A candidate for office sends out mail that gets attention, but for the wrong reason. Here are three techniques to use to stand out.
Maps are a common element in direct mail. Here are 3 tips on using them in creating mail that can drive customers to the front door.
CCAH’s recent integrated appeal campaign for the American Association of University Women (AAUW)was a huge success.
Valentine’s Day is just around the corner. I wanted to get something different for my beloved, so I turned to direct mail for help.
Direct mail designers have been adapting elements familiar to digital audiences, like infographics, to stand out with their mail.
In any communication, clarity is crucial. This is especially true of direct mail, traditionally relying on copy and design. Like never before, marketers are deploying icons and pictograms in their direct mail packages.
So, maybe your direct mail isn't working as well as you'd like. You might be tempted to take it in an entirely new direction, or even stop it altogether. However, both courses could prove costly to your bottom line, when all you need to do is try one thing that is different.
At first glance, this long-time mailing from Headsets.com seems no different from the majority of B-to-B acquisition efforts out there. It's just a blank #10 outer (save for company logo and return address), with a few components inside.
If you were a fan of the TV series "Seinfeld" back in the 90's, you'll remember an episode called "The Opposite," where perennial loser George Costanza turns his life around by doing the opposite of every instinct in his body.
Love her or hate her, you have to admit that "Flo" — the pitch woman for Progressive Insurance — is almost impossible to ignore. She's been the star of the company's TV and radio ads since 2008. And, since 2011, a direct mail package heavily featuring her smiling face has been driving traffic to the company's website and telephone representatives. This piece is one of the latest Grand Control mailings tracked exclusively by Who's Mailing What!
Given the continuing uncertainty over the future of how the USPS conducts its operations, it may seem a little counterintuitive to see bright days ahead for direct mail. But the development of some recent creative trends, as evidenced by mail cataloged in Who’s Mailing What! (the most extensive database of direct mail and email in the world), shows this is a medium that is alive and quite capable of learning new tricks.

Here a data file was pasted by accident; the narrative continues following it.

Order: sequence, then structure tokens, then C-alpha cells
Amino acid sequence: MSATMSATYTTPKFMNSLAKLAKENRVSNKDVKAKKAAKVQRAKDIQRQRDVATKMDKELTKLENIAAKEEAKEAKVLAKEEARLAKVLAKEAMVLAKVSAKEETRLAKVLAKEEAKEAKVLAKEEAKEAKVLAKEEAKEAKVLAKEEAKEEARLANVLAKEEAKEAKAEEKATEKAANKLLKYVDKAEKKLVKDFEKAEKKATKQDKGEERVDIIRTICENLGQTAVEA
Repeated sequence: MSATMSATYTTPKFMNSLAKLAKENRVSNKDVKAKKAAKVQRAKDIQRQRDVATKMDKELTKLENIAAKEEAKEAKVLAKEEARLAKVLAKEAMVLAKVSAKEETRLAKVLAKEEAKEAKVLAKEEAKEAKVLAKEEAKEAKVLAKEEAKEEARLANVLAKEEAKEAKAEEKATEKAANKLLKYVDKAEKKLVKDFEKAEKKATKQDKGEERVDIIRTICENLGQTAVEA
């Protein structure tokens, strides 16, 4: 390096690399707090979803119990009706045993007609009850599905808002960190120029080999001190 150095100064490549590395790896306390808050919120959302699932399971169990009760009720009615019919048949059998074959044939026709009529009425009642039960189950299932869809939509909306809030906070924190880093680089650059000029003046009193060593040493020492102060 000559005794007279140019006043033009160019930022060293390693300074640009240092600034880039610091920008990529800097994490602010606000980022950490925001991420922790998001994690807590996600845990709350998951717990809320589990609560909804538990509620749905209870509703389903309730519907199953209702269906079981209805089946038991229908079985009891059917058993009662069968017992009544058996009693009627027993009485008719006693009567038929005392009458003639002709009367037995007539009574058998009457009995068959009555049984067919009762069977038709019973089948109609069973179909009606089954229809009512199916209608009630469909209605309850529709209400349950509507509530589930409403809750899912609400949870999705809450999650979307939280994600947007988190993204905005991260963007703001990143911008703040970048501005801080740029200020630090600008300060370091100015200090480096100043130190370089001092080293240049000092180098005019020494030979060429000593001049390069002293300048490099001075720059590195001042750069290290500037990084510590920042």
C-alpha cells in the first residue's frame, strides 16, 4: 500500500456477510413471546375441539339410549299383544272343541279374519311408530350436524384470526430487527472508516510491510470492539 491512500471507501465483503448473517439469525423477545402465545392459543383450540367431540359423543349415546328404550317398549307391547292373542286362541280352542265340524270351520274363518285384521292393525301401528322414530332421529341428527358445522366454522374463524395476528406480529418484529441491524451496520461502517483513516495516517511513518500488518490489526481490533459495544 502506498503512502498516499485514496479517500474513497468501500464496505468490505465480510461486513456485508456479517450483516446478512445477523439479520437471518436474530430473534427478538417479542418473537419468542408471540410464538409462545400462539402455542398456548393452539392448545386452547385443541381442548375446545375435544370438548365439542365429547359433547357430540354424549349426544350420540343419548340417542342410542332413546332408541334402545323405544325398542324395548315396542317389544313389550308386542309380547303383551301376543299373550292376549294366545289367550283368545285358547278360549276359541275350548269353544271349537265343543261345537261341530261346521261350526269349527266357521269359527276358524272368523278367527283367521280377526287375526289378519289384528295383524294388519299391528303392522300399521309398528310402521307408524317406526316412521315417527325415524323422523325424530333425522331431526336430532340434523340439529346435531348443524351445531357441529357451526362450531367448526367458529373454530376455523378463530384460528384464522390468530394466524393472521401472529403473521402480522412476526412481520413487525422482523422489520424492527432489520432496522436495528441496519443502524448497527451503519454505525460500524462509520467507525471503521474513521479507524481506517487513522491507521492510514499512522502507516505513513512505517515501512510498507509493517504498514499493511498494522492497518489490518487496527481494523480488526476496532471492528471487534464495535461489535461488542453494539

Direct mail is full of missed opportunities, like a blank envelope that doesn't do its second, but equally vital, job: to get itself opened. Here we have two local home services businesses that use very different self-mailers to share valuable information, and thereby build trust with their prospective customers.
Let's consider what some people regard as just another buzz term: "content marketing." Despite all the hype, the concept really wasn't invented yesterday. Some mailers have been doing it for years. Let's look at three examples of mailers successfully using relevant content marketing to stand out in the mailbox.
One of the exploding niches that I've seen in their mail over last few years is senior real estate. From continuing care facilities to independent living communities, older Americans have more housing options than ever. These choices presented vary widely. But how they are described and shown provide some tips on how to get prospects interested in taking that big first step toward moving: a tour of the facility.
When you're trying to "rev up your response," as copywriter Pat Friesen once put it, testing various bells and whistles can make a big difference. That's one of the keys to the success and evolution of the "EMERGENCY APPEAL" package for Catholic Relief Services. It's been in the mail for over seven years, one of over 1,500 Grand Control mailings (in the mail for three years or more) cataloged by Who's Mailing What! Because CRS is the official international humanitarian agency of the U.S. Catholic community, the guardian angel medallion pictured on the front of the #10 carrier (see the first image in the mediaplayer) seems to perfectly represent the secular and sacred nature of the group's mission.